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      Emotion recognition: The role of facial movement and the relative importance of upper and lower areas of the face.

      Journal of Personality and Social Psychology

      American Psychological Association (APA)

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          Abstract

          In order to investigate the role of facial movement in the recognition of emotions, faces were covered with black makeup and white spots. Video recordings of such faces were played back so that only the white spots were visible. The results demonstrated that moving displays of happiness, sadness, fear, surprise, anger and disgust were recognized more accurately than static displays of the white spots at the apex of the expressions. This indicated that facial motion, in the absence of information about the shape and position of facial features, is informative about these basic emotions. Normally illuminated dynamic displays of these expressions, however, were recognized more accurately than displays of moving spots. The relative effectiveness of upper and lower facial areas for the recognition of these six emotions was also investigated using normally illuminated and spots-only displays. In both instances the results indicated that different facial regions are more informative for different emitions. The movement patterns characterizing the various emotional expressions as well as common confusions between emotions are also discussed.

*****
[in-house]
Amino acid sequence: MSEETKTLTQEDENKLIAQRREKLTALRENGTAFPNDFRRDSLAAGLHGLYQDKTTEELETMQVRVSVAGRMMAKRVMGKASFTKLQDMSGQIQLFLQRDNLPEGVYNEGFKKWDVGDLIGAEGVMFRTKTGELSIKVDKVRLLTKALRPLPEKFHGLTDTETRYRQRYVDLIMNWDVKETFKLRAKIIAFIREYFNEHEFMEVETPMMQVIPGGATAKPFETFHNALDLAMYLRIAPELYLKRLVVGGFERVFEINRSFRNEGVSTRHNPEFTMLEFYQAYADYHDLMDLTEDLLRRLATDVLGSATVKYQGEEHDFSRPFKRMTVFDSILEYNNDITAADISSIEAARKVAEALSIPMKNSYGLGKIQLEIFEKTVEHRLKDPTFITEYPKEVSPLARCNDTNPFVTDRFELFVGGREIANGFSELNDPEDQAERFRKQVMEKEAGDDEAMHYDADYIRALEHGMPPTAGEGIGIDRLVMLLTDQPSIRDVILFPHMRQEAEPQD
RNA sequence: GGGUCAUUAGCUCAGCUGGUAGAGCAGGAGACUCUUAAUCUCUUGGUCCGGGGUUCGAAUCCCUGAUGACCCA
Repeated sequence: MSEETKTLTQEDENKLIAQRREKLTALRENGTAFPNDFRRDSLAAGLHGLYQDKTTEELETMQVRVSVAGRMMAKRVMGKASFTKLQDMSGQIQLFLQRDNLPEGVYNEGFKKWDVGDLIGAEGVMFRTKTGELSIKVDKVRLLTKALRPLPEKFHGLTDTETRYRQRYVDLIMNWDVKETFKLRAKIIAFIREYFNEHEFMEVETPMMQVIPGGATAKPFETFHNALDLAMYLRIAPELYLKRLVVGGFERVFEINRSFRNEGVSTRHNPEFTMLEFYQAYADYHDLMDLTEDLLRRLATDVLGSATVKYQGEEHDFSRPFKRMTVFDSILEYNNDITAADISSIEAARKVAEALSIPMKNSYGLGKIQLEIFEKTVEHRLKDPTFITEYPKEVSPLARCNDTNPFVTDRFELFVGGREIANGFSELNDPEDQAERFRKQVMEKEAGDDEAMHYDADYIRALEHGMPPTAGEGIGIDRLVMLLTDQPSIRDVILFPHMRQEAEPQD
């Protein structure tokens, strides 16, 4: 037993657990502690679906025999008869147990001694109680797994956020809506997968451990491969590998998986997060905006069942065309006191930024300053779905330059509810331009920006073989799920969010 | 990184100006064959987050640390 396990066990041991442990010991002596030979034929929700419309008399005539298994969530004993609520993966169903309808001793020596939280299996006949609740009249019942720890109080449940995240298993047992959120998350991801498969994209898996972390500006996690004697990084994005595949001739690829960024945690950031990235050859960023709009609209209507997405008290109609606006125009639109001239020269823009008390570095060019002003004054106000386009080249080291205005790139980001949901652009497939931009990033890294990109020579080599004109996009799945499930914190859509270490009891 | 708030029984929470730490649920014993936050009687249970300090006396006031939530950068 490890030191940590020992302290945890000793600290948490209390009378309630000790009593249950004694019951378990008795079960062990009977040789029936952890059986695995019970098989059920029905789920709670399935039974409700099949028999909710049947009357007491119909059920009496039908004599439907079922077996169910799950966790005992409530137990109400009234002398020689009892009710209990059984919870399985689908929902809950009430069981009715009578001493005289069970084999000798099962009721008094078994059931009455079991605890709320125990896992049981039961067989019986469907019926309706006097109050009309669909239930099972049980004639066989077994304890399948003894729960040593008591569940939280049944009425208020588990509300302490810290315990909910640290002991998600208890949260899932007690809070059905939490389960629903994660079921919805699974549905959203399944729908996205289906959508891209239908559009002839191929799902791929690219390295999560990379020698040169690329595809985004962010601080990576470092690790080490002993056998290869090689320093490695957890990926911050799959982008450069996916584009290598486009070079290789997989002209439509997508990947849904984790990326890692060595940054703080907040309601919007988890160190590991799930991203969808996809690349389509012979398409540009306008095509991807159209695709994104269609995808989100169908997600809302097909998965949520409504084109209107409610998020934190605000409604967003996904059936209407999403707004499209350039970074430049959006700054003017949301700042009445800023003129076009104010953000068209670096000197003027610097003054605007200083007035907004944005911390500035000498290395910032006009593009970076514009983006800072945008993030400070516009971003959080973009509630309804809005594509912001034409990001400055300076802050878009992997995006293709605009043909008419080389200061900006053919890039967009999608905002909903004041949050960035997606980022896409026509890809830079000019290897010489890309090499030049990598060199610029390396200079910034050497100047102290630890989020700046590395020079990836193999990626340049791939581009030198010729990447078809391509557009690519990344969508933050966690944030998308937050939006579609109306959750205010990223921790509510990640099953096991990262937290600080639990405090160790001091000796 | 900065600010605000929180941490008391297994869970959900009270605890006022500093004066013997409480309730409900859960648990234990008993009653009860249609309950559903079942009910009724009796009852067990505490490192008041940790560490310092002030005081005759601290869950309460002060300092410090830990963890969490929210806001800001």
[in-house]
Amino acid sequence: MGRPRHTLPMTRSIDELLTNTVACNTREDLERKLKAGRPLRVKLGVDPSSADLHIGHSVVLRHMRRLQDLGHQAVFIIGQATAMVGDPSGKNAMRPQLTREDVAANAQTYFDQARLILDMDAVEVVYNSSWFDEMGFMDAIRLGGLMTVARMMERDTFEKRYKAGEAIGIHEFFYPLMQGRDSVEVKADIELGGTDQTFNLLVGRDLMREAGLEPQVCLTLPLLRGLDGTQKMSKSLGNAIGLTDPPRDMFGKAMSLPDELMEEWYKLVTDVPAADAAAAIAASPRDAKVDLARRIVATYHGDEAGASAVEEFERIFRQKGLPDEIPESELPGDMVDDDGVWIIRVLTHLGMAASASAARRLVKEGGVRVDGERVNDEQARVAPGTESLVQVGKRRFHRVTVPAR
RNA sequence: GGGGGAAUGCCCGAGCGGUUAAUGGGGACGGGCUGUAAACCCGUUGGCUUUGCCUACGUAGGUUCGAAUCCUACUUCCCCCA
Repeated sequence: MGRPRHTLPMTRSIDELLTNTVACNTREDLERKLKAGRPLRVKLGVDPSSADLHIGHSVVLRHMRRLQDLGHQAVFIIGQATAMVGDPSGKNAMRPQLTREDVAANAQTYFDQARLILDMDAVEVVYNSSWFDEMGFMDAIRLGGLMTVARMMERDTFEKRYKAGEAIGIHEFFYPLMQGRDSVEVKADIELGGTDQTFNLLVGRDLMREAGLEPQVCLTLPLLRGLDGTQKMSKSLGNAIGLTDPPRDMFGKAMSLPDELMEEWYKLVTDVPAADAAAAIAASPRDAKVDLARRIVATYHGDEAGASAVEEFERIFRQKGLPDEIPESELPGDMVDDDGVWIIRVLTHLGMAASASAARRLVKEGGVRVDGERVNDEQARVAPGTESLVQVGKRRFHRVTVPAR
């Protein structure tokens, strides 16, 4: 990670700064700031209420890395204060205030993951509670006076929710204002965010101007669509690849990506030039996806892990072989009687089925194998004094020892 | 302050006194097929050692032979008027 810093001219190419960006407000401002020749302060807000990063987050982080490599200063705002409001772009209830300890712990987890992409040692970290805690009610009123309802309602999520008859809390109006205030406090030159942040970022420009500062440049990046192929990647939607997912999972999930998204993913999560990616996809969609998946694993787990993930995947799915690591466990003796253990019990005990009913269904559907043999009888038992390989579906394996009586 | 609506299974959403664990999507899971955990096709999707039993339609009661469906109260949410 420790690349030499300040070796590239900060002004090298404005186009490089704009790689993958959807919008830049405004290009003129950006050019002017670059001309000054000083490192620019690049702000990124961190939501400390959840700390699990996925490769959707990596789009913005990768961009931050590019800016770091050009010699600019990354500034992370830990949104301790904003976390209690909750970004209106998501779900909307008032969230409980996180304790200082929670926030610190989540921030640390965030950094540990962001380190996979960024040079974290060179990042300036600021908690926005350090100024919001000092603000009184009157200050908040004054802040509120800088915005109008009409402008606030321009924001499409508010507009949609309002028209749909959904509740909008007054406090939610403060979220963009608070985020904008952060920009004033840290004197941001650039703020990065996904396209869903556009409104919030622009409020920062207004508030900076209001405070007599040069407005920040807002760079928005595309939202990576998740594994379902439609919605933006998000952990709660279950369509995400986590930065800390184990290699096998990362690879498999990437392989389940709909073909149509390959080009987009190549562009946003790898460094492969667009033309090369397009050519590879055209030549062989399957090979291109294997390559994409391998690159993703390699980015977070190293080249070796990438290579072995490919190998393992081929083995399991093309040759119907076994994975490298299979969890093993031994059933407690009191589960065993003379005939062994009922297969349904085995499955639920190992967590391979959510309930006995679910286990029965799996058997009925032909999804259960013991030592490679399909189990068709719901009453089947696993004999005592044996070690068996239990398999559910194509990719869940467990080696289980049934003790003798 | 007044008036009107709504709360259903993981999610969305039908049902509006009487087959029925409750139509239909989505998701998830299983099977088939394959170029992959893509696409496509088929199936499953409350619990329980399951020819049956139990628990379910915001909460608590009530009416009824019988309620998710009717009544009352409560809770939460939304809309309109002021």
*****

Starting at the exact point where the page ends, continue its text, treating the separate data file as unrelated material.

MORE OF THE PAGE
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          Author and article information

          Journal
          Journal of Personality and Social Psychology
          Journal of Personality and Social Psychology
          American Psychological Association (APA)
          1939-1315
          0022-3514
          1979
          1979
          : 37
          : 11
          : 2049-2058
          Article
          521902
          © 1979

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